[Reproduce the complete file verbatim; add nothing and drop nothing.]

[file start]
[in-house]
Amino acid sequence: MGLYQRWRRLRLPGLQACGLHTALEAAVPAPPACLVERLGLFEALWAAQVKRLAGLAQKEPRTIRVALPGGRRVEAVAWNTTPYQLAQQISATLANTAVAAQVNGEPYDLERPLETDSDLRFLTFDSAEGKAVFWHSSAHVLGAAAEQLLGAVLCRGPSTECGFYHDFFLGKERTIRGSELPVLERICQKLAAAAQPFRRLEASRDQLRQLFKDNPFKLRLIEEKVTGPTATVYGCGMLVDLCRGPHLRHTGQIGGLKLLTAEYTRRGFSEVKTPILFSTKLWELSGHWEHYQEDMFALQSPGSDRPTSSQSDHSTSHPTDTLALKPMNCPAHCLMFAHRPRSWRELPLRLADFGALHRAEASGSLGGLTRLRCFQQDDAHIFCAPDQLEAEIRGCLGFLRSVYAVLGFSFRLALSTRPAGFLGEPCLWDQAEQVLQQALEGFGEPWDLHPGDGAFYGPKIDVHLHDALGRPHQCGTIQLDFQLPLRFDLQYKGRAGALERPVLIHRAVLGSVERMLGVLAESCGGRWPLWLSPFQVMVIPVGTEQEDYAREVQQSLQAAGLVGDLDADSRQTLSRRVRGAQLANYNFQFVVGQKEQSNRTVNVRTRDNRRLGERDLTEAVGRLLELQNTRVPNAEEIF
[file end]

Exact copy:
[in-house]
Amino acid sequence: MGLYQRWRRLRLPGLQACGLHTALEAAVPAPPACLVERLGLFEALWAAQVKRLAGLAQKEPRTIRVALPGGRRVEAVAWNTTPYQLAQQISATLANTAVAAQVNGEPYDLERPLETDSDLRFLTFDSAEGKAVFWHSSAHVLGAAAEQLLGAVLCRGPSTECGFYHDFFLGKERTIRGSELPVLERICQKLAAAAQPFRRLEASRDQLRQLFKDNPFKLRLIEEKVTGPTATVYGCGMLVDLCRGPHLRHTGQIGGLKLLTAEYTRRGFSEVKTPILFSTKLWELSGHWEHYQEDMFALQSPGSDRPTSSQSDHSTSHPTDTLALKPMNCPAHCLMFAHRPRSWRELPLRLADFGALHRAEASGSLGGLTRLRCFQQDDAHIFCAPDQLEAEIRGCLGFLRSVYAVLGFSFRLALSTRPAGFLGEPCLWDQAEQVLQQALEGFGEPWDLHPGDGAFYGPKIDVHLHDALGRPHQCGTIQLDFQLPLRFDLQYKGRAGALERPVLIHRAVLGSVERMLGVLAESCGGRWPLWLSPFQVMVIPVGTEQEDYAREVQQSLQAAGLVGDLDADSRQTLSRRVRGAQLANYNFQFVVGQKEQSNRTVNVRTRDNRRLGERDLTEAVGRLLELQNTRVPNAEEIF